Amber Rose Talks Race: ‘I Was Never Black Enough, I Was Never White Enough’

"I always felt black people were more accepting, even though America’s history probably taught them not to be."

By Rahul Lal

One of the topics Amber Rose discussed on this week’s Loveline with Amber Rose was race. She was born to an Irish/Italian father, while her mother was of Cape Verdean descent.

“With me, I was never black enough, I was never white enough,” she said. “I would be around white friends in Philly and they would say black jokes or be like ‘Yo, we’re going to f— them n-words up around the corner’ and I’m like ‘What?’ They didn’t know because I’m so light [-skined] like my dad. It’s crazy and I’ve seen it from both sides actually growing up although I always felt like black people were more accepting to everyone even though America’s history probably taught them not to be. Every black person that I grew up with was very accepting, even the bars I used to go to that would have white guys that would come in and do karaoke but if you see a black guy going to an Irish bar, it’s a f—ing problem. It’s crazy.”

Related: Amber Rose’s Advice: Don’t Be An Escort. Do Porn. 

She had plenty to say when a caller asked for her advice on the issue. The caller has been in an interracial relationship for seven years and has been getting racist jokes from her white boyfriend’s family such as being referred to as a starving African girl when they all go out to dinner. While she has some patience on the issue, Amber had no patience for this attitude.

“A lot of people, especially older people, get stuck in their ways and they’re like ‘Oh, it’s a joke’ and that’s why I’m like, ‘Hit them back with something,’” she said. “At the end of the day, it’s not like your man is going to leave you. You’ve been together for seven years, they came at your neck a million times already. Hurt their feelings, I’m petty like that. I wish somebody’s mom would say something like that to me, honey.”

Her co-host, Dr. Chris Donaghue, took a similar approach as Amber, saying that he wouldn’t be able to put up with any sort of hate speech, ever. For him, it would’ve been reason enough for him to leave the relationship and he extended that sentiment to all types of people whether talking about color, orientation or self-identification as it pertains to the LGBTQ community.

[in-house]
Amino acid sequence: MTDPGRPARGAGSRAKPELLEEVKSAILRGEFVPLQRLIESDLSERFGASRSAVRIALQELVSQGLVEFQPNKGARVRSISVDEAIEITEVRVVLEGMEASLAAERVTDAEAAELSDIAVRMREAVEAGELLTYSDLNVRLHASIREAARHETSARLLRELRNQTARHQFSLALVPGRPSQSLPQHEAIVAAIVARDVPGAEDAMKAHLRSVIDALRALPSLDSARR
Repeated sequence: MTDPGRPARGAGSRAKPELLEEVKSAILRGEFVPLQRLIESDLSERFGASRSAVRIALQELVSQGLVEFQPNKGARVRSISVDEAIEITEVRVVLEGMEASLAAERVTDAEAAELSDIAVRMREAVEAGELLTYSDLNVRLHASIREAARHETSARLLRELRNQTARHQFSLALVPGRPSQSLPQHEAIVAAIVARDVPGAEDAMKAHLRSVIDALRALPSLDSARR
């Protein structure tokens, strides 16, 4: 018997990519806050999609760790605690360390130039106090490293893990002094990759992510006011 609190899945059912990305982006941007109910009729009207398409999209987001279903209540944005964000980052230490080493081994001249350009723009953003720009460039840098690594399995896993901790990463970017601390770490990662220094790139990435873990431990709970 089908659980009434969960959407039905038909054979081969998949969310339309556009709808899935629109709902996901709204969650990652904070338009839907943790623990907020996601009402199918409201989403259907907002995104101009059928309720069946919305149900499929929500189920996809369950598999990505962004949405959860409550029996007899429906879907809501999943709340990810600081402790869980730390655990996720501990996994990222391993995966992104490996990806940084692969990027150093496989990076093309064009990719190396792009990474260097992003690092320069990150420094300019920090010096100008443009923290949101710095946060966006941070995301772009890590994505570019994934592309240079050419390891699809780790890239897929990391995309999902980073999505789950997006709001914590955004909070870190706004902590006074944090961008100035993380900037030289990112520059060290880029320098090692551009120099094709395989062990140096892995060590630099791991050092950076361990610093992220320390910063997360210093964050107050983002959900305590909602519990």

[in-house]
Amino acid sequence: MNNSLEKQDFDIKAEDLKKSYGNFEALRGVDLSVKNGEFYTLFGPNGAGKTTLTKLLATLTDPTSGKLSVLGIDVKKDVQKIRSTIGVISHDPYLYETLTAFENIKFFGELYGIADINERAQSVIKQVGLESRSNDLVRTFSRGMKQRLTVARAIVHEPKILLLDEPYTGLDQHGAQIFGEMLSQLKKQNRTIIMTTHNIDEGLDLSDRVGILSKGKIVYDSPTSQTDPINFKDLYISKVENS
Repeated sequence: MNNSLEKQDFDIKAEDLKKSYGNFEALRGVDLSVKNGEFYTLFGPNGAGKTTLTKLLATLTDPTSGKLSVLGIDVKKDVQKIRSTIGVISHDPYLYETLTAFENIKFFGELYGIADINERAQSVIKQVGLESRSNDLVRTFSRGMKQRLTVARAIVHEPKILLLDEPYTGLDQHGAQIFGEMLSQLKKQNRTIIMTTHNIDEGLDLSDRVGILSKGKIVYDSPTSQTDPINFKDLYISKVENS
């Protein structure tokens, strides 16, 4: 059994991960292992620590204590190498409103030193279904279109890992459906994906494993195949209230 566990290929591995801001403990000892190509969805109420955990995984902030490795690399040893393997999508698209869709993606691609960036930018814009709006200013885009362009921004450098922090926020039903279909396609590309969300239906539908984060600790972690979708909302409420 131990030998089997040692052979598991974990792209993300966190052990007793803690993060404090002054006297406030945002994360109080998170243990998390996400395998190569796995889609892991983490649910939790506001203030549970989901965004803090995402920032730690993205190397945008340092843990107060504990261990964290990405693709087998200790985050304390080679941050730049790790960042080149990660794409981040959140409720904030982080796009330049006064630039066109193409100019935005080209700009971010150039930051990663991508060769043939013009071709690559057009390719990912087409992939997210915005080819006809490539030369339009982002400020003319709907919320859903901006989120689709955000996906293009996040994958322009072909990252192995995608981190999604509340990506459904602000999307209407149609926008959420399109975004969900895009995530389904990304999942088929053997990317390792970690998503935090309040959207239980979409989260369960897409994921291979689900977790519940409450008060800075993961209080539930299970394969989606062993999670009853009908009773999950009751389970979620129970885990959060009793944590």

“We live in a culture that people think if you say ‘It’s just a joke,’ it doesn’t matter,” he said. “No one is exempt from hate speech. You can be a comedian and you’re still not exempt from making hate speech based jokes.”

Another caller spoke about issues about going through the process of transitioning from a man to a woman. Finding herself attractive has always been an issue no matter her self-identification and Dr. Chris instantly suggested that watching porn would help to find her own body attractive.

“One of the main things I say to people who might feel unsure about their body, for a multitude of reasons… and this also works well with people who may feel they don’t have a standard or traditional body, someone who might be fat or disabled, there’s a whole breadth of people who might feel their bodies aren’t normative, I tell them one of the beautiful things is porn,” he told the caller. “If you go and watch the kind of porn that mirrors the kind of body you have or sexual interests you may have, it’s showing you that it is attractive or erotic to people. If it’s being produced, that means people are interested in it and to just watch these different bodies be turned on and aroused and having sex with people, it can really normalize that.”

He said that clients who come into his office with this issue often don’t see their own body as beautiful because they’re surrounded by norms set by society. Being able to watch your body type coveted is a major step in the right direction in loving yourself. Amber backed this up and the importance of making someone else feel comfortable, not only for their body but for something deeper citing her own relationship with a transgender man who was still in transition.

“I’ve dated a trans man as well and he used to hate his breasts,” she explained. “That was always a big thing where he had to have a shirt on and, for me, it was like I wanted him fully naked but he was just uncomfortable with that. Even for me, it wasn’t a big deal. I didn’t touch him as if he were a woman or anything like that but there are people out there that don’t really care. I really like people for their heart and personality so, as far as their body type or their racial background, I really don’t give a s—.”

Listen to the full episode below.

 

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